Though most of us won’t be able to witness it in person, there will be a rare total solar eclipse this Tuesday (Nov. 13).
It will most likely only be visible to spectators in certain parts of northern Australia. However, the rest of the world can watch live streams starting at 3:35 p.m. EST (2035 GMT) on Tuesday.
You can watch the full thing right here.
Yahoo News Reports:
The online Slooh Space Camera is one such outfit. It will broadcast a live feed of the 2012 total solar eclipse from a site near the city of Cairns, in the Australian state of Queensland, starting at 2:30 p.m. EST (1930 GMT) Tuesday. The eclipse will commence around sunrise local time, making for a particularly memorable spectacle, Slooh officials said. You can access Slooh’s broadcast at http://www.slooh.com.
“We are ecstatic to have a world-class team on-site in Cairns bringing the power and beauty of this spectacular event live to our worldwide audience,” Slooh president Patrick Paolucci said in a statement. “We are ramped up and ready to go to handle millions of viewers.” [Video: Watch Path of Nov. 13-14 Total Solar Eclipse]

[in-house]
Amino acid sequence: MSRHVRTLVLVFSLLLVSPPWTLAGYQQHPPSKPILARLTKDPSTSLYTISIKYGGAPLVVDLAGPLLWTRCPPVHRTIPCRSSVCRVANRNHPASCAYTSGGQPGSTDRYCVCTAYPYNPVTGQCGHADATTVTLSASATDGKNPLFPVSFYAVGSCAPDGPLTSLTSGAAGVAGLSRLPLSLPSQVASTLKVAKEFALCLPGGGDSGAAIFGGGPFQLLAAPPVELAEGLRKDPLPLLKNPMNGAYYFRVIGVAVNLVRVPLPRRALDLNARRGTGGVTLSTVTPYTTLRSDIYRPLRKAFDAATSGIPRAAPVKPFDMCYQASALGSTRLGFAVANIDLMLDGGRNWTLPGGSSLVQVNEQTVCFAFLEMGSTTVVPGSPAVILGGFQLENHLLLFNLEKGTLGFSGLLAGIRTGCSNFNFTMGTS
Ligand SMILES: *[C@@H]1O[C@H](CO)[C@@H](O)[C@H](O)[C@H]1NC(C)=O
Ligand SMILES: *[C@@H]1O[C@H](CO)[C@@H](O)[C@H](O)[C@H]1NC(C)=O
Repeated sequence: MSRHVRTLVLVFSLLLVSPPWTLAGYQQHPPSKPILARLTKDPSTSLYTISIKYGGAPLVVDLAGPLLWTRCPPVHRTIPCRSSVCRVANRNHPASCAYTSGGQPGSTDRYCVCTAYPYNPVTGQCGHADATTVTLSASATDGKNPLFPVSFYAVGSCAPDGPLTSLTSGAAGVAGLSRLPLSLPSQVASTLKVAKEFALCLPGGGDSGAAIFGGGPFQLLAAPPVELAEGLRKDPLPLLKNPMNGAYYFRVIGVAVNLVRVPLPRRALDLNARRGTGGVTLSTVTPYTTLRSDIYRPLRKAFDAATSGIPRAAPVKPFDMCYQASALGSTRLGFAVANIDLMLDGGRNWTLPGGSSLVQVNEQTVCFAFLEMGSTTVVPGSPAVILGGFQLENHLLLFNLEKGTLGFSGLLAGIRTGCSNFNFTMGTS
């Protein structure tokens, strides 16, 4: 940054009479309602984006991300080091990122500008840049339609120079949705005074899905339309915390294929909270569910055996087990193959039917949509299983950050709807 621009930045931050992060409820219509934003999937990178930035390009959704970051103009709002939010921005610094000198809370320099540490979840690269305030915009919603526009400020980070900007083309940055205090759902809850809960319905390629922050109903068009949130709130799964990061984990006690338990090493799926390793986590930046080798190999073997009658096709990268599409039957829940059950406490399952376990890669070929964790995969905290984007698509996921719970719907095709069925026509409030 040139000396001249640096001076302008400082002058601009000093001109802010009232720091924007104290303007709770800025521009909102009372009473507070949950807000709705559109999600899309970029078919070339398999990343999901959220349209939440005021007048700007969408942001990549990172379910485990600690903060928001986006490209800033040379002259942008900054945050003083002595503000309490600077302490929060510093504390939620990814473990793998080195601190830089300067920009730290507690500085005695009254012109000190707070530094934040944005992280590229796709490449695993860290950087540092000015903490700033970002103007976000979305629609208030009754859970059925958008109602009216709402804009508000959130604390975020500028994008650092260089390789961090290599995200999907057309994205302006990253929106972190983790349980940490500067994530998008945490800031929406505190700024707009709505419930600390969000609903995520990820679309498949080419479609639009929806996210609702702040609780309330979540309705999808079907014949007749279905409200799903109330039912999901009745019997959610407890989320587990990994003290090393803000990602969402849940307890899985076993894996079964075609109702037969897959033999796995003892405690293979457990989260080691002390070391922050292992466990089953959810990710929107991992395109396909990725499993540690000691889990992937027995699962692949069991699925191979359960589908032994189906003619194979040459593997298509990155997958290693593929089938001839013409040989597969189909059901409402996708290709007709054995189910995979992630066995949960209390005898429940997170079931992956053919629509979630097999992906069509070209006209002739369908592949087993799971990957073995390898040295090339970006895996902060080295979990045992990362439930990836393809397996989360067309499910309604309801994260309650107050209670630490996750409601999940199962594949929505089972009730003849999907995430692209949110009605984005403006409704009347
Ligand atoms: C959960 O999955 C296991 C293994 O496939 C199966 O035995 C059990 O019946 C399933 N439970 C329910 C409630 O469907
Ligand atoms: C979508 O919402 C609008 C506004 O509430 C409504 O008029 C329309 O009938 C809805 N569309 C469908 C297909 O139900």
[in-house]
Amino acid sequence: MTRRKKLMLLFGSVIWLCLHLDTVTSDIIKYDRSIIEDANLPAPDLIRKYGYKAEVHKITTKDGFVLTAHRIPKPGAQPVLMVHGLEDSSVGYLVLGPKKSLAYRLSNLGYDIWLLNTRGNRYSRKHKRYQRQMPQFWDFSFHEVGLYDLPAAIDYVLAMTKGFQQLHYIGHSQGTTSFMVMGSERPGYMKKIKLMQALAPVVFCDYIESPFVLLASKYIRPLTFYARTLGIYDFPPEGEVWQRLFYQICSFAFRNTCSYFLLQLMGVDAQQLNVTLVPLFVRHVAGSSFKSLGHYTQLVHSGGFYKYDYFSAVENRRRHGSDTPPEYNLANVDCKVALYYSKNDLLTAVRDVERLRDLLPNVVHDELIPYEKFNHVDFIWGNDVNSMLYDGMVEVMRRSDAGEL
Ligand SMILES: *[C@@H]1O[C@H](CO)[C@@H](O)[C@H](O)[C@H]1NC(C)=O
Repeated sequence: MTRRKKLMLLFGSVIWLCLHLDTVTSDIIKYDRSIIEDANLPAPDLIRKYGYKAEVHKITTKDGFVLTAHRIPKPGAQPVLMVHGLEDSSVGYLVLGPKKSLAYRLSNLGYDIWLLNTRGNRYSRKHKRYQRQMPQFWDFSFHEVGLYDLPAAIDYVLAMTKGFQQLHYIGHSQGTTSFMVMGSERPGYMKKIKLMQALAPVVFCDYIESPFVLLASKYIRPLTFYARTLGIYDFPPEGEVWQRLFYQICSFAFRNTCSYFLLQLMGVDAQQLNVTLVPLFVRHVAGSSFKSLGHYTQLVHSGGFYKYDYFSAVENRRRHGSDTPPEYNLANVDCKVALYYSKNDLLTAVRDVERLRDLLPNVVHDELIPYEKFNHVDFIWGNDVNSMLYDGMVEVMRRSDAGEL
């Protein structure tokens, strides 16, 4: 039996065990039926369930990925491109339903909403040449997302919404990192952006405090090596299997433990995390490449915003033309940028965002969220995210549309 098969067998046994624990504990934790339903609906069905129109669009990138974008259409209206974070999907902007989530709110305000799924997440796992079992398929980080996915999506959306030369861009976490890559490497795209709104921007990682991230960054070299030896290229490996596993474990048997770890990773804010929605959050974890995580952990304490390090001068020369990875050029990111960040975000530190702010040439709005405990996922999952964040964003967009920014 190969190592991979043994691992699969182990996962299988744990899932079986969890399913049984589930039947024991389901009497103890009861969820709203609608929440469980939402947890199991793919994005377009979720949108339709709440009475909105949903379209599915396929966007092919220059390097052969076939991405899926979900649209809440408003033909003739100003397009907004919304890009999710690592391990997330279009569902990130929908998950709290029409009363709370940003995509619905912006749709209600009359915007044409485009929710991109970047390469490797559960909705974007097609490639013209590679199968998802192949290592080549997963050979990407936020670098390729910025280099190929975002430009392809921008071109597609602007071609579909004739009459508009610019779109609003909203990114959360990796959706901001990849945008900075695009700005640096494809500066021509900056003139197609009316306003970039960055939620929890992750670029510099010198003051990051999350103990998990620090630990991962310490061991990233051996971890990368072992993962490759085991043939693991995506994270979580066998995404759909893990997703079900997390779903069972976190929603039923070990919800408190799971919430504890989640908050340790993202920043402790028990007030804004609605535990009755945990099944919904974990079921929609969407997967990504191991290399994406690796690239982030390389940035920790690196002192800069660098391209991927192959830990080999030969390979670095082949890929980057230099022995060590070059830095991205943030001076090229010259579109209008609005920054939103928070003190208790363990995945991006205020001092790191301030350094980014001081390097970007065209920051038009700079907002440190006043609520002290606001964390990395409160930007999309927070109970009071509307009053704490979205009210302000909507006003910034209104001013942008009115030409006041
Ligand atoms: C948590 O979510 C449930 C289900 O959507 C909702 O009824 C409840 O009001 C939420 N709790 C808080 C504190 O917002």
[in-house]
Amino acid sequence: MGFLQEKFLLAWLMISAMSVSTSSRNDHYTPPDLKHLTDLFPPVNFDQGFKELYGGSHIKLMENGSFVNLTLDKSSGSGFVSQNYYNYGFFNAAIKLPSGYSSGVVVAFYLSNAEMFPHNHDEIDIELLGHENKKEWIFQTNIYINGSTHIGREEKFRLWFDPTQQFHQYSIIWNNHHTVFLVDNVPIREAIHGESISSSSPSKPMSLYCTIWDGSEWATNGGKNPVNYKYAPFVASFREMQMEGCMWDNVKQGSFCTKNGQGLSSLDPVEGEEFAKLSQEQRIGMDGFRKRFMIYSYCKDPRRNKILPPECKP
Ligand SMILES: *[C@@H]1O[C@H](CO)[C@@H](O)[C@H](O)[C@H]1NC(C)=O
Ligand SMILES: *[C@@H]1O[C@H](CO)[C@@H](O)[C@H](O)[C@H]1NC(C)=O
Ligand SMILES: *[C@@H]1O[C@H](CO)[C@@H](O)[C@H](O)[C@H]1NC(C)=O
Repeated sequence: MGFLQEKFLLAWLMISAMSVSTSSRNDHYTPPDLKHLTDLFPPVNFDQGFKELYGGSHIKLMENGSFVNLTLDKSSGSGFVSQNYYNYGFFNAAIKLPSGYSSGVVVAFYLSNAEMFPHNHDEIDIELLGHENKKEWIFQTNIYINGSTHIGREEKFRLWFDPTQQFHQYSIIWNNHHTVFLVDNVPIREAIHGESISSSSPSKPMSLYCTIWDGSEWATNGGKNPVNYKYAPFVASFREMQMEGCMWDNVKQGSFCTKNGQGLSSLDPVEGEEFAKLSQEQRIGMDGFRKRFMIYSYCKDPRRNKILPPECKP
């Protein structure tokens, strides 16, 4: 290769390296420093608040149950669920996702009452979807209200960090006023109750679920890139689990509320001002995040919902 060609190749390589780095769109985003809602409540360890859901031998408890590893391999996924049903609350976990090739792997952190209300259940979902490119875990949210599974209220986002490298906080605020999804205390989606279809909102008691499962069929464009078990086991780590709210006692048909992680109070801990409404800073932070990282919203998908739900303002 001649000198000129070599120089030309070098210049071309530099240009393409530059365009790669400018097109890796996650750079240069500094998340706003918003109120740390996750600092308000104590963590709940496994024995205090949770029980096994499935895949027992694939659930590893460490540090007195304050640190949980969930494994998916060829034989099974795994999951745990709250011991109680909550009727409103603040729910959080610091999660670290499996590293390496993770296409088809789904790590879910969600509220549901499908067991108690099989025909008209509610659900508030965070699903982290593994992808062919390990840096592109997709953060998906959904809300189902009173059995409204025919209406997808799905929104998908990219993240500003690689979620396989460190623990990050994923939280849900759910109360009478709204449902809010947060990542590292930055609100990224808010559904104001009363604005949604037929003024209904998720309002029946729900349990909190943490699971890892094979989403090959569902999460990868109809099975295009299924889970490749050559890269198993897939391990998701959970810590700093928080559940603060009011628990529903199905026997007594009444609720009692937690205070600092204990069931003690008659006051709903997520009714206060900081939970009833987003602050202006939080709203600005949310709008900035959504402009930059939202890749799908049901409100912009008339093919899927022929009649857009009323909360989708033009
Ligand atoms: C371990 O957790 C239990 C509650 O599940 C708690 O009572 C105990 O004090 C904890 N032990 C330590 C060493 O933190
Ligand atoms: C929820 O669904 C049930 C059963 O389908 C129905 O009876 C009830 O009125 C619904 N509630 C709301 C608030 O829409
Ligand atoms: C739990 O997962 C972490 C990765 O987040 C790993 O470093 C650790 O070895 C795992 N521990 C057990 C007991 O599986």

Parts of Asia, the Pacific and western North America experienced an annular or “ring of fire” eclipse in May. The next total solar eclipse darkens the North Atlantic region in March 2015, though a “hybrid” eclipse — which shifts between total and annular at different points on the globe — will come to parts of the Atlantic and central Africa in November 2013.
Warning: If you are planning to watch the total solar eclipse in person, be extremely careful. Never look directly at the sun, either with the naked eye or through telescopes or binoculars without the proper filters. To safely view solar eclipses, you can purchase special solar filters or No. 14 welder’s glass to wear over your eyes. Standard sunglasses will NOT provide sufficient protection.